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Disaster Zone Podcast: ‘Pro Bono Lawyers for Disaster Justice’

Navigating the complex world of disaster recovery.

Disaster recovery can be a very complex process for governments and individuals. Not everyone is personally prepared to navigate the recovery maze of rules and regulations that make up our nation’s attempt to help disaster survivors.

This Disaster Zone podcast, “Pro Bono Lawyers for Disaster Justice,” covers how there is a resource that is available to help with the legal aspect of disaster recovery.

Perhaps you are an attorney who might want to explore this program or a government agency looking for additional resources to help with issues of equity in your community where it applies to disasters. Everyone with a piece of the disaster puzzle can learn something from this podcast.

See the podcast description below:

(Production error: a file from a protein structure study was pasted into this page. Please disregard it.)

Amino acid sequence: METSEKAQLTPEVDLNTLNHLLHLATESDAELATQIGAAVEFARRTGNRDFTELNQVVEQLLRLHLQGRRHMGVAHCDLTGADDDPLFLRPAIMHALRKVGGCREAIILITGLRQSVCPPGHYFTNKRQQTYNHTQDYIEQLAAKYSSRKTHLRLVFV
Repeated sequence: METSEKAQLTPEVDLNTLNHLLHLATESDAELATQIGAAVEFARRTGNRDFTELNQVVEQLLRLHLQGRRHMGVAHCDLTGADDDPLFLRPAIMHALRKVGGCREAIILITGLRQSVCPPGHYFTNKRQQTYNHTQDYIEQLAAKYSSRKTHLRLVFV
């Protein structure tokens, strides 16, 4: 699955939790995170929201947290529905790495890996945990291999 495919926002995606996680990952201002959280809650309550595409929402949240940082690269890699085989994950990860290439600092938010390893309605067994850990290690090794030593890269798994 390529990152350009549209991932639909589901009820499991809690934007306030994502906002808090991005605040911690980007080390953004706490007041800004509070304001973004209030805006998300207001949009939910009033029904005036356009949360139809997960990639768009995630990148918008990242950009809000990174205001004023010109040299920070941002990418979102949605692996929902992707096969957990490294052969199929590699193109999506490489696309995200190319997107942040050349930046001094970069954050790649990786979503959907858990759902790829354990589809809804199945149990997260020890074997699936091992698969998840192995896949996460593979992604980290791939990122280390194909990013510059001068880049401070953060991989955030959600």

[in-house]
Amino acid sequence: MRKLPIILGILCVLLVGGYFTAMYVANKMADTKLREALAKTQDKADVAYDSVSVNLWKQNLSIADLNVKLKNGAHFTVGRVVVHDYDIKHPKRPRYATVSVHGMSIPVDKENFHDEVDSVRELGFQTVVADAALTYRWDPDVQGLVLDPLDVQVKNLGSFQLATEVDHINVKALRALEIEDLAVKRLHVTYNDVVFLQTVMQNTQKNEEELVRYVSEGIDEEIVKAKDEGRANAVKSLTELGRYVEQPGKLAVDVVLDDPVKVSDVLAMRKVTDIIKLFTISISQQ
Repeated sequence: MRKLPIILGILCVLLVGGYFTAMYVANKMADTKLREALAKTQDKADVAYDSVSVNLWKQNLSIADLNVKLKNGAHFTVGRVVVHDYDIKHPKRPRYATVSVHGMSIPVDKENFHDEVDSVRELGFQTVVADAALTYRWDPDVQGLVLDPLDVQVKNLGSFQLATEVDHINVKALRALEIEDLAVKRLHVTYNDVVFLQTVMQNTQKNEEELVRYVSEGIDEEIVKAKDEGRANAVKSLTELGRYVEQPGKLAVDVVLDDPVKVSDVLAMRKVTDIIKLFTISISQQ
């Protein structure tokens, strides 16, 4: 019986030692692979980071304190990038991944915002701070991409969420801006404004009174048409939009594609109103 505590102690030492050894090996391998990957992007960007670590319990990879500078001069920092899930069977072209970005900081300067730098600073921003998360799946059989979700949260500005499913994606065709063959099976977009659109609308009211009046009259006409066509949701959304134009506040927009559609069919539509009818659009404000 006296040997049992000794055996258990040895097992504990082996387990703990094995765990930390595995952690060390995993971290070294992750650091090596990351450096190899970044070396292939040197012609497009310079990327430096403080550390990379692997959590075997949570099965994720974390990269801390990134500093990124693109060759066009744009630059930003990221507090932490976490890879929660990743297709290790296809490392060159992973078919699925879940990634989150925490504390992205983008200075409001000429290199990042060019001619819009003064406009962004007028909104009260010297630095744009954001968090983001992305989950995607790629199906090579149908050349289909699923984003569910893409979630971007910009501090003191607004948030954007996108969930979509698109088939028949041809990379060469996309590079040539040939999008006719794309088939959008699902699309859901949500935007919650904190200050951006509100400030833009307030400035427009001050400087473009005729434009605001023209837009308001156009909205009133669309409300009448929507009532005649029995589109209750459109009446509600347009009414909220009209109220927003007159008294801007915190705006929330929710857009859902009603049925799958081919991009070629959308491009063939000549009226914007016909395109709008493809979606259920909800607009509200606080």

“In 2021 almost one in three Americans experienced a weather related disaster. The aftermath of these disasters disproportionately devastate marginalized communities, and government aid programs like the Federal Emergency Management Agency (FEMA) reportedly favor white, rich people most. However, making public interest lawyers available to at-risk communities can help folks become prepared to respond to disasters before they occur and assist them in the aftermath.

“In this podcast disaster resilience and preparation specialist Linda Anderson StanleySenior Program Manager at Equal Justice Works, shares how public interest lawyers are contributing to disaster preparedness and recovery efforts in communities across the country.

“You can find more information about their fellowship program at Equal Justice Works (EJW) which has worked to build a pipeline of public interest lawyers, including through its Disaster Resilience Program which mobilizes Fellows in disaster prone areas to work with legal aid organizations to make vital legal services accessible and responsive to the unique needs of individual communities.”
Eric Holdeman is a contributing writer for Emergency Management magazine and is the former director of the King County, Wash., Office of Emergency Management.